The Syrian Arab Republic is a country in Western Asia, bordering Lebanon and the Mediterranean Sea to the west, Turkey to the north, Iraq to the east, Jordan to the south, and Israel to the southwest (Library of Congress, 2005). The capital of Syria is Damascus. Syria is home to diverse ethnic and religious groups, including Syrian Arabs, Greeks, Armenians, Assyrians, Kurds, Circassians, Mandeans and Turks (Library of Congress, 2005). Religious groups include Sunnis, Christians, Alawites, Druze, Isma’ilis, Mandeans, Shiites, Salafis, Yazidis, and Jews. Sunni make up the largest religious group in Syria (Library of Congress, 2005).
Greeting and Courtesies
Arab men often exchange embraces and cheek kisses as well as handshakes (World, 2010). Hand holding among Arab males is common and can be uncomfortable for Western men. However, it is a sign of friendship, not sexual interest (World, 2010). Syrian men will not offer to shake a woman’s hand unless the woman (usually foreign) extends her hand first (World, 2010). And, as the relationship lengthens, greetings become increasingly effusive and the level of inquiries more personal (World, 2010).
The Arabic culture demands high levels of hospitality and part of this is an enthusiastic and heartfelt greeting; they will expect the same in return (World, 2010). A warm, firm handshake, locked eye contact, and a beaming smile are the outward signs that cover any language problem (World, 2010).
Time and Punctuality
Syrians have a relaxed attitude toward time and punctuality. Waiting and delays are part of their culture, so patience, not punctuality, is considered an important virtue (World, 2010). In general, Syrians do not plan ahead, nor do they apologize for being late. A commonly used phrase in Syria is “Inshallah, Bokra,” meaning “God willing, tomorrow,” which aptly sums up the general attitude toward time (World, 2010).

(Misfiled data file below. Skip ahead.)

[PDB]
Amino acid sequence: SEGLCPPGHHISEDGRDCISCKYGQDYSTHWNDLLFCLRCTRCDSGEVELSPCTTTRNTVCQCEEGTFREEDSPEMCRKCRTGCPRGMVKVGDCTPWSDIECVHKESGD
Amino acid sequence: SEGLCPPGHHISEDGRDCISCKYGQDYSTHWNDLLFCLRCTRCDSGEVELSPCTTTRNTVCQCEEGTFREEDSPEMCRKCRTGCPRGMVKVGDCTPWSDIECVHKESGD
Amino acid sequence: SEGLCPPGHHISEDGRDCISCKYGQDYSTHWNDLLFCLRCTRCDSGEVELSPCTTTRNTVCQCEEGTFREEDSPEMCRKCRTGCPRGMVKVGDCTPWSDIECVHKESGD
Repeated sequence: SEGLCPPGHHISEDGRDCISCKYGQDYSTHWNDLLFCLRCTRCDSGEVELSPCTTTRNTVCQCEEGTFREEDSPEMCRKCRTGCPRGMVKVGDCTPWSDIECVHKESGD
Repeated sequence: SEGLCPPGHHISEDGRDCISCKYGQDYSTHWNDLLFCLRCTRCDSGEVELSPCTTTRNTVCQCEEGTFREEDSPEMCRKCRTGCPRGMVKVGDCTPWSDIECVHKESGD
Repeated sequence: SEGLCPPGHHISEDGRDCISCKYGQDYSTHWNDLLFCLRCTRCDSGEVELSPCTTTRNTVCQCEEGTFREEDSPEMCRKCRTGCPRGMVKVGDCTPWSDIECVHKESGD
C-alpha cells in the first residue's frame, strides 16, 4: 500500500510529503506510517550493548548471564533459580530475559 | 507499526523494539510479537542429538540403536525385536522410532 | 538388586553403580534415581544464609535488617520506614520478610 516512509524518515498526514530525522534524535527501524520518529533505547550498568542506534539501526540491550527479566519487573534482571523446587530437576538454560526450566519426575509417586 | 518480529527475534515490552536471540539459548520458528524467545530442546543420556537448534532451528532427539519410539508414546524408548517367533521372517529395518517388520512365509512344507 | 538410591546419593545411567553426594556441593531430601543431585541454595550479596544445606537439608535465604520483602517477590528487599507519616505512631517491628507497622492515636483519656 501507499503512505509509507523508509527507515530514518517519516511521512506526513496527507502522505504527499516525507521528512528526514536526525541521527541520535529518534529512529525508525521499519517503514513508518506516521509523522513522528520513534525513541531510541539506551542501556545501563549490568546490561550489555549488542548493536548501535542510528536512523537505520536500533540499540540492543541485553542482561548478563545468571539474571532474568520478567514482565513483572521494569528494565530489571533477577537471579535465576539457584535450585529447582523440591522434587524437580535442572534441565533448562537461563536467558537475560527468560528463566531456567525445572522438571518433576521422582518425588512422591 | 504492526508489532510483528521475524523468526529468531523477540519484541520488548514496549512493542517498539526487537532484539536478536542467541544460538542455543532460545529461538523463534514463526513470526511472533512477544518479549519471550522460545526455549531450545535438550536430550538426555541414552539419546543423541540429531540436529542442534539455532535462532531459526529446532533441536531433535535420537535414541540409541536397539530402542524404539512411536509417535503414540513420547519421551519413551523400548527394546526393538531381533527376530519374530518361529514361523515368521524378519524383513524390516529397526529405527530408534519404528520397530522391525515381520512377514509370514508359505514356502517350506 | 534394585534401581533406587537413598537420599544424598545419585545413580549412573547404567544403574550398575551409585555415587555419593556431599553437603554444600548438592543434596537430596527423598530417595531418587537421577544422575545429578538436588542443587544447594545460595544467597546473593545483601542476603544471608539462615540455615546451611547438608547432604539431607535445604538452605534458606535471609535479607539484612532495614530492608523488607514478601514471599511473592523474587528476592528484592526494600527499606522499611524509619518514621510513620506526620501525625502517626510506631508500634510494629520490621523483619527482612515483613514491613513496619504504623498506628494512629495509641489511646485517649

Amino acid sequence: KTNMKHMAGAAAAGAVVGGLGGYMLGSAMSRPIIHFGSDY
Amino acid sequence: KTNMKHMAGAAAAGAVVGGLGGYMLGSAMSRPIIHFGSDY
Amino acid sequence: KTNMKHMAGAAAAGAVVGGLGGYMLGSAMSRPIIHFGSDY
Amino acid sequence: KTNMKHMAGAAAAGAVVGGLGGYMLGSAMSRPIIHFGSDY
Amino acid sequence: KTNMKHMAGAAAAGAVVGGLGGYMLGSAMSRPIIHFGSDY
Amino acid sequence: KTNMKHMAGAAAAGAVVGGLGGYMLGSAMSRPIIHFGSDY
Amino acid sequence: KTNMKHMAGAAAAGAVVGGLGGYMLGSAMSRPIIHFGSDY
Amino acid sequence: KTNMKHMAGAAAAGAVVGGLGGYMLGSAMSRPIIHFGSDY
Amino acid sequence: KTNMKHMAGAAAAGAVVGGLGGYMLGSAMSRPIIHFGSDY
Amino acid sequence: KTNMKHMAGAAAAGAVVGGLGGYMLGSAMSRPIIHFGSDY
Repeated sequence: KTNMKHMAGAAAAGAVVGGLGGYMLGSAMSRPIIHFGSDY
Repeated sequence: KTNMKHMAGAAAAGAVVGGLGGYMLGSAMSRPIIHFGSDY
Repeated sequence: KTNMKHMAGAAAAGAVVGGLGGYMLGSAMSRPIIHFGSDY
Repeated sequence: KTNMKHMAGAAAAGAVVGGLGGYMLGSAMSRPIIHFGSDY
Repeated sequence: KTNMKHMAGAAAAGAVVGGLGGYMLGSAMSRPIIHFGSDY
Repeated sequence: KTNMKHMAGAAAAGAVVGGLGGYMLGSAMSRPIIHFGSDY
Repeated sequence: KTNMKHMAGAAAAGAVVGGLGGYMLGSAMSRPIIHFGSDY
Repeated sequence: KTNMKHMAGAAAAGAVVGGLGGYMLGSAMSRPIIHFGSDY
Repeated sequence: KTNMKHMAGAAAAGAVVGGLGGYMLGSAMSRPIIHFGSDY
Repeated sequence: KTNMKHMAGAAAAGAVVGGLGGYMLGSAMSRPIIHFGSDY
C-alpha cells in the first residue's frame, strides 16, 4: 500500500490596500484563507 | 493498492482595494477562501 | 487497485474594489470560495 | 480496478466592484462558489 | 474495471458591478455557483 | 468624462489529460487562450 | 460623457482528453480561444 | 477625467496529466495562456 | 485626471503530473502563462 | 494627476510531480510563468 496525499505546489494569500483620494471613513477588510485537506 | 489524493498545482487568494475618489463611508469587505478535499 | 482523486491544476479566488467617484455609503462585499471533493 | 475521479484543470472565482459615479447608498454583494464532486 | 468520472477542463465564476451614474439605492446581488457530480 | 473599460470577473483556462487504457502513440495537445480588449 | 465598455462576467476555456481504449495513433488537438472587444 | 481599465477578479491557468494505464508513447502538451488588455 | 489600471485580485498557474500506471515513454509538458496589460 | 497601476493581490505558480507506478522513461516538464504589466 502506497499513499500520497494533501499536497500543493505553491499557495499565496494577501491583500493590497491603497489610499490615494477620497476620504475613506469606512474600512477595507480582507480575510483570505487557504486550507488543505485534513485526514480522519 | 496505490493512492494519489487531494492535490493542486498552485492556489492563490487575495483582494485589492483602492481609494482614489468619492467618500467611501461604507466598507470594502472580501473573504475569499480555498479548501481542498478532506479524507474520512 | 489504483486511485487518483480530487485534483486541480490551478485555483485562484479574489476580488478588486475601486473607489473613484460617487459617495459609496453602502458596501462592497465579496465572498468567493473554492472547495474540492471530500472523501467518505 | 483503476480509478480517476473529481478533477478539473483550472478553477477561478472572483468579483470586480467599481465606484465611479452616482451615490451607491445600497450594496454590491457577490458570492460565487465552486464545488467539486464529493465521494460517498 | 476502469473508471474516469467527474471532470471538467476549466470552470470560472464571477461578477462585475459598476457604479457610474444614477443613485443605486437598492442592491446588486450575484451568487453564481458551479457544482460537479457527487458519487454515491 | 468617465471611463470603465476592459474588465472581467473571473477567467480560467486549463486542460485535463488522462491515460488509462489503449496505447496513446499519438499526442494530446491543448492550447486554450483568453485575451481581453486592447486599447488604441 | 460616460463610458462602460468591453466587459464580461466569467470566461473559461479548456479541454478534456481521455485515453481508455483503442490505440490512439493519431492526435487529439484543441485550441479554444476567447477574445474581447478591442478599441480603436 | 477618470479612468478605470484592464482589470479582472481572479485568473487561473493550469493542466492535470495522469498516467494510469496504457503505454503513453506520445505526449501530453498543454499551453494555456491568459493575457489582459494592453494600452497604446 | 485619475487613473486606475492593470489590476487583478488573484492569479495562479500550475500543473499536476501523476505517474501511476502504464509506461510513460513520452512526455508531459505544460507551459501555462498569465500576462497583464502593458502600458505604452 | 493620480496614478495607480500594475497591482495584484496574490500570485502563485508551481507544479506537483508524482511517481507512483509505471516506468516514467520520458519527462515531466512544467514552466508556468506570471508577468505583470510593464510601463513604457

Advice for Foreigners
The World Trade Press (2010) shared that it is good to arrive on time for all appointments, whether meeting with an individual or a group. It is helpful to carry a book and prepare to wait, as delays of half an hour prove common. The World Trade Press (2010) recommended to stay patient and good-humored, even if you have a longer wait. And, once a meeting does begin, prepare for an extended period of small talk and slow, circuitous negotiations. The World Trade Press (2010) pointed out that when setting a schedule in Syria/with Syrians, allow at least two to three hours for late starts.
The World Trade Press (2010) suggested that for social engagements, it is acceptable to be a little loose about punctuality. It is acceptable to be up to a half an hour late. Further, for meal invitations in a private home, it is good to arrive on time or just a few minutes late. And, for personal meetings with friends, it is preferable to plan on arriving punctually, but expecting to wait for the friend you are meeting (World, 2010).
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